It should be noted that the scale cannot be used on a carpeted surface, only a flat one, such as that which is usually found in your bathroom. And, how does it calculate your BMI without use of the dreaded caliper? Well, “bio-impedance analysis (BIA) sends a small unnoticeable current through the body and establishes the body fat percentage. BMI is calculated based on weight and height of the user.” So, a little scan, some math, and there you have your info.
The Good: Fairly priced, app integration is easy and useful, elegant, handles eight users
The Bad: Can’t be used on a carpeted surface
A thermometer under your tongue when you are sick is simply the worst. That’s why the Philips ear thermometer is super handy for old and young alike. It is Bluetooth connected so you can keep track of a fever even if you are delirious, and then you can send that info to your doctor. Pairing it with the Philips app is fairly simple. After it is paired, it shows up on your dashboard of statistics. It should be noted that it is useful not only for tracking high temps, but low temps, which can also give you insight into other health problems.
Two AAA batteries power this thermometer, so no charging is required. Keep some alcohol swabs nearby, as the tip is reusable and should be cleaned after use. This thermometer is particularly useful as a non-intrusive way to take kids’ temperatures when they are fussy and sick. Just pop it in the ear, click the button, and you have your answer in two seconds. It will tell you if the temperature is low, normal, or high. Then, use Bluetooth to store those measurements on the Philips HealthSuite app to keep track of it or share it with your doctor.
The Good: Non-intrusive, reads in two seconds, reusable tip, Bluetooth connectivity for use with app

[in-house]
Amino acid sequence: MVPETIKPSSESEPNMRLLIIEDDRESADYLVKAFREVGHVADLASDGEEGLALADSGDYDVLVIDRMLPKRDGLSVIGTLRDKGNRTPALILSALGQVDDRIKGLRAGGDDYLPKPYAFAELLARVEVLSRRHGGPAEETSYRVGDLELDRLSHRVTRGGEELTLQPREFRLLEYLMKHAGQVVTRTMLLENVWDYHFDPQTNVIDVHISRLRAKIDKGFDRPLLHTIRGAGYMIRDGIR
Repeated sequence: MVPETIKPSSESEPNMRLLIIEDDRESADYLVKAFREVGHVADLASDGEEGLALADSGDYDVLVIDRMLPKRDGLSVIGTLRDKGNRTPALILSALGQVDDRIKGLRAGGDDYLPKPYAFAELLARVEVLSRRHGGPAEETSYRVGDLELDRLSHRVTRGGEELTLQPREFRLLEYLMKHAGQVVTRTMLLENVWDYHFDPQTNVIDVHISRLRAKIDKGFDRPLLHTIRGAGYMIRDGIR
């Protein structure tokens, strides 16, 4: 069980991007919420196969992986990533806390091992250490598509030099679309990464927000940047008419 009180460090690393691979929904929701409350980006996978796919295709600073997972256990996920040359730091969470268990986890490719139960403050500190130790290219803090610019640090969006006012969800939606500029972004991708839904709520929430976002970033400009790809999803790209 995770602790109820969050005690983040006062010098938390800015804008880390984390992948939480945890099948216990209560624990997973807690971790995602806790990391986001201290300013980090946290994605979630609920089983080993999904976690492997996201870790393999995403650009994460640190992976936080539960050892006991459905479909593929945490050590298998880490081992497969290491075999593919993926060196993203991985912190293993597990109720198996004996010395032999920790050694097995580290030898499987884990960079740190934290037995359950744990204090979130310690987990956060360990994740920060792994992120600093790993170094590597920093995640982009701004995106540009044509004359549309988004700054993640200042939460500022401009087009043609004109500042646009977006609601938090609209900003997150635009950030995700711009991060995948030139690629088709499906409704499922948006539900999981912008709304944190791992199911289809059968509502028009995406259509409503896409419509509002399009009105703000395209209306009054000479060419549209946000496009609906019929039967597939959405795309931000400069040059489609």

The Bad: Nothing
Philips HealthSuite App
All of the above products tie into the Philips HealthSuite app. It is a streamlined way to access all your health metrics in one place and get a really good snapshot of how you are doing. A highlight of this app is the simple and straightforward way it presents overall health, with a color-coded gradient circle moving from green (good) to yellow (OK) to orange (uh-oh) to red (bad). The same non-colored circle shows up on the watch face to let you know how close you are to completing your daily activity goal. This consistent approach to reading metrics means you can, with a brief glance, know how you are doing instead of digging through graphs. This is numerically represented with a score at the top of your screen. You can also input nutrition data to really complete your overall health picture.
Open the app with Bluetooth on and it will start scanning for paired devices to sync with. Then, you can tap on data from any individual device, such as temperature from the thermometer, to see what the trend has been and learn more. It is one of the more straightforward approaches to recording and using health data that we have seen. Philips tells us that there is more to come in the app department and we look forward to seeing what that is. Of particular interest, the Philips Heart Health app will be a behavioral change program designed by cardiologists and behavioral change experts featuring a 24-week program to help you create and maintain sustainable changes in health behaviors.